My dear people of St. Mary’s:
For two weeks now I have been spilling much ink in discussing the recent religious film, Son of God. Last week I promised you a column on a film version of the life of Our Lord that I do heartily recommend: Jesus of Nazareth, directed by Franco Zeffirelli, and shown as a television miniseries in 1977. It is available on DVD, and is often shown on cable television around this time of year. (It is also available for streaming on Netflix in a highly-edited version I do not recommend.) In my opinion, this work, running to 382 minutes, is the single best film depiction of the entire life of Our Lord that has ever been done.
It all began after Sir Lew Grade, the British film producer, made a television film with Burt Lancaster called Moses the Lawgiver in 1974. This led to Grade, who was Jewish, being granted an audience with Pope Paul VI, who very much admired that film. Apparently, during their meeting, the Pope remarked that he hoped Grade’s next project would be a life of Jesus. Grade was decided, and began work on the project almost immediately, securing the Italian film director (and Catholic) Franco Zeffirelli to head the project. Shortly thereafter, he hired the English novelist, Anthony Burgess, as screenwriter. Burgess, who is perhaps best known for his novel A Clockwork Orange, was a lapsed Catholic who nevertheless featured religious themes in many of his works. He was also the screenwriter for the Moses film.
Together they produced an extraordinary film. Many great actors and actresses took small parts: Laurence Olivier; Ralph Richardson; James Mason; Anthony Quinn; Ernest Borgnine; James Earl Jones; Christopher Plummer; Peter Ustinov; Rod Steiger; and Michael York. The actress Olivia Hussey turned in an absolutely unforgettable performance playing the Blessed Mother, as did James Farentino as Simon Peter. And a then fairly unknown English actor named Robert Powell powerfully depicted Jesus. But I must single out my favorite performance in the film: Anne Bancroft’s phenomenal portrayal of Mary Magdalene.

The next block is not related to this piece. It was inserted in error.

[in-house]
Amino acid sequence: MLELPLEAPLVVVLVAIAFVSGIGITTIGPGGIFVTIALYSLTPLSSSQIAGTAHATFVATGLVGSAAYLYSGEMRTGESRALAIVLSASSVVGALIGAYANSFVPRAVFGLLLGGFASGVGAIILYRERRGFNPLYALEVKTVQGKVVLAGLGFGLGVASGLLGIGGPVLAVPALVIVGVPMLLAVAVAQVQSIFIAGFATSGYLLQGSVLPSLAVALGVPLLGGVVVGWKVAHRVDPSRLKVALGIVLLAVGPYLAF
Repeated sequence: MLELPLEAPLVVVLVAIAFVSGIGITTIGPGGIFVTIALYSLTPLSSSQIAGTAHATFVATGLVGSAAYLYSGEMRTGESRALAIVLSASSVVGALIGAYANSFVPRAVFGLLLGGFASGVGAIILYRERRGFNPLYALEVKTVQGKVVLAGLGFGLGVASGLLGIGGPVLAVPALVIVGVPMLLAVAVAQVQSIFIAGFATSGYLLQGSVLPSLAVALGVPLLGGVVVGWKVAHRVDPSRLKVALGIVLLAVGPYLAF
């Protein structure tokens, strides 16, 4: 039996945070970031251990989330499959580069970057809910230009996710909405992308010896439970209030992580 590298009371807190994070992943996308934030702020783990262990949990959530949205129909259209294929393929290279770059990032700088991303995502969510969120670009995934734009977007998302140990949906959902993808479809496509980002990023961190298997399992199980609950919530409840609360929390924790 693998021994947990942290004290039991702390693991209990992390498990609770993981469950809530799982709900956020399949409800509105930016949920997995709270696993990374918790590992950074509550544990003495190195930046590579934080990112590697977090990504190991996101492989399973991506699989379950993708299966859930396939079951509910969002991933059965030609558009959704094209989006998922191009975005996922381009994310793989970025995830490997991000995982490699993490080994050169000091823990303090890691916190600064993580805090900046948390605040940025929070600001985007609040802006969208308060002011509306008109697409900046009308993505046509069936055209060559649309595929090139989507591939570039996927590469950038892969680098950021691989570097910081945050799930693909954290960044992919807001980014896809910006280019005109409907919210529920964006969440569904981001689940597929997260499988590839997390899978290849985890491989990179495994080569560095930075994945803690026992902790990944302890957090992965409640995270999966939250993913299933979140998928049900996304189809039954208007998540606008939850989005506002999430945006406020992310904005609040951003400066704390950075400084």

The reason, I believe, that this work has stood the test of time is because of its faithfulness to the Gospel storyline, its reverent portrayal of the historical figures of Scripture, and its willingness to use beloved and familiar quotations from the Bible as the basis for the script. As in any artistic depiction of a story from Scripture there is some artistic license. A fictional character, a scribe named Zerah, played by Ian Holm, is inserted to help explain some of the more complex plot points. This is done well, and quite effectively. I have, however, always had a problem with the overly-sympathetic portrayal of Judas Iscariot in the film. But that is a rather small point in a truly wonderful representation of our Lord’s life and ministry.
Well-written, beautifully acted, historically accurate, and reverently made, I would recommend this not merely as good family entertainment, but also as an excellent spiritual preparation as we approach Holy Week and Easter. A miniseries like Jesus of Nazareth shows us how powerful and valuable the medium of film can be when put in service to the truth of the Gospel.